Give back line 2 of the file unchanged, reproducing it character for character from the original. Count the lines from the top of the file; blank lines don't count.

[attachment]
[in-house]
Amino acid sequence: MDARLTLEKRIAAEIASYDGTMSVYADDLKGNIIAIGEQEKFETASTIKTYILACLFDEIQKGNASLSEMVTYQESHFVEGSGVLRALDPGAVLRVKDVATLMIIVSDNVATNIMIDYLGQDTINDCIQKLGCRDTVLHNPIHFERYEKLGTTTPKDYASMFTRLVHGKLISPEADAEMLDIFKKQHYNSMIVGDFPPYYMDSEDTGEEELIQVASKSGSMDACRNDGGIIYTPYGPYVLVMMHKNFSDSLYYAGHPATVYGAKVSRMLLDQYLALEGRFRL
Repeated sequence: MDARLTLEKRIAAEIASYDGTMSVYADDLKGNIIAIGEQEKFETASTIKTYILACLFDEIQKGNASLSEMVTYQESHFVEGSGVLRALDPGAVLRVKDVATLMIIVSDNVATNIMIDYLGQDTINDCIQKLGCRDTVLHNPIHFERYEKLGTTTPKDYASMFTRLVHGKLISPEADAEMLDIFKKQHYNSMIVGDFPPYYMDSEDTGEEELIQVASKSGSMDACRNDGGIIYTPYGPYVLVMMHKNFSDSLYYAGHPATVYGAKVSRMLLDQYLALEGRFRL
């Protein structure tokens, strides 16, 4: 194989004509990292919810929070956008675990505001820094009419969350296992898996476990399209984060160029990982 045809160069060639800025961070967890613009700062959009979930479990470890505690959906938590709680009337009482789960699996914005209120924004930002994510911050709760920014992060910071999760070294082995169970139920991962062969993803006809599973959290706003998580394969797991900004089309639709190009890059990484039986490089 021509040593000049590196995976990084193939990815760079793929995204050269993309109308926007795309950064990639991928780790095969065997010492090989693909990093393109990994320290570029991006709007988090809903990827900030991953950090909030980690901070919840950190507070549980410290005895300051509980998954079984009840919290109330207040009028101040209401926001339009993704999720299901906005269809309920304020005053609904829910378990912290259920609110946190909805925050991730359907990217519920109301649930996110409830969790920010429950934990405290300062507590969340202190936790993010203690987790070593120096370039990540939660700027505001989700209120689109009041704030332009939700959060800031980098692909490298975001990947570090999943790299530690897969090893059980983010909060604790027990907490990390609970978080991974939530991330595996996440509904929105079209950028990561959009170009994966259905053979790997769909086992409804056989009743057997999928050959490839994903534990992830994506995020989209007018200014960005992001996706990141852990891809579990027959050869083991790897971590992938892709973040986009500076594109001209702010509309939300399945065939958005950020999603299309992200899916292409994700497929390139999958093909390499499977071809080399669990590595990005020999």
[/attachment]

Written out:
Amino acid sequence: MDARLTLEKRIAAEIASYDGTMSVYADDLKGNIIAIGEQEKFETASTIKTYILACLFDEIQKGNASLSEMVTYQESHFVEGSGVLRALDPGAVLRVKDVATLMIIVSDNVATNIMIDYLGQDTINDCIQKLGCRDTVLHNPIHFERYEKLGTTTPKDYASMFTRLVHGKLISPEADAEMLDIFKKQHYNSMIVGDFPPYYMDSEDTGEEELIQVASKSGSMDACRNDGGIIYTPYGPYVLVMMHKNFSDSLYYAGHPATVYGAKVSRMLLDQYLALEGRFRL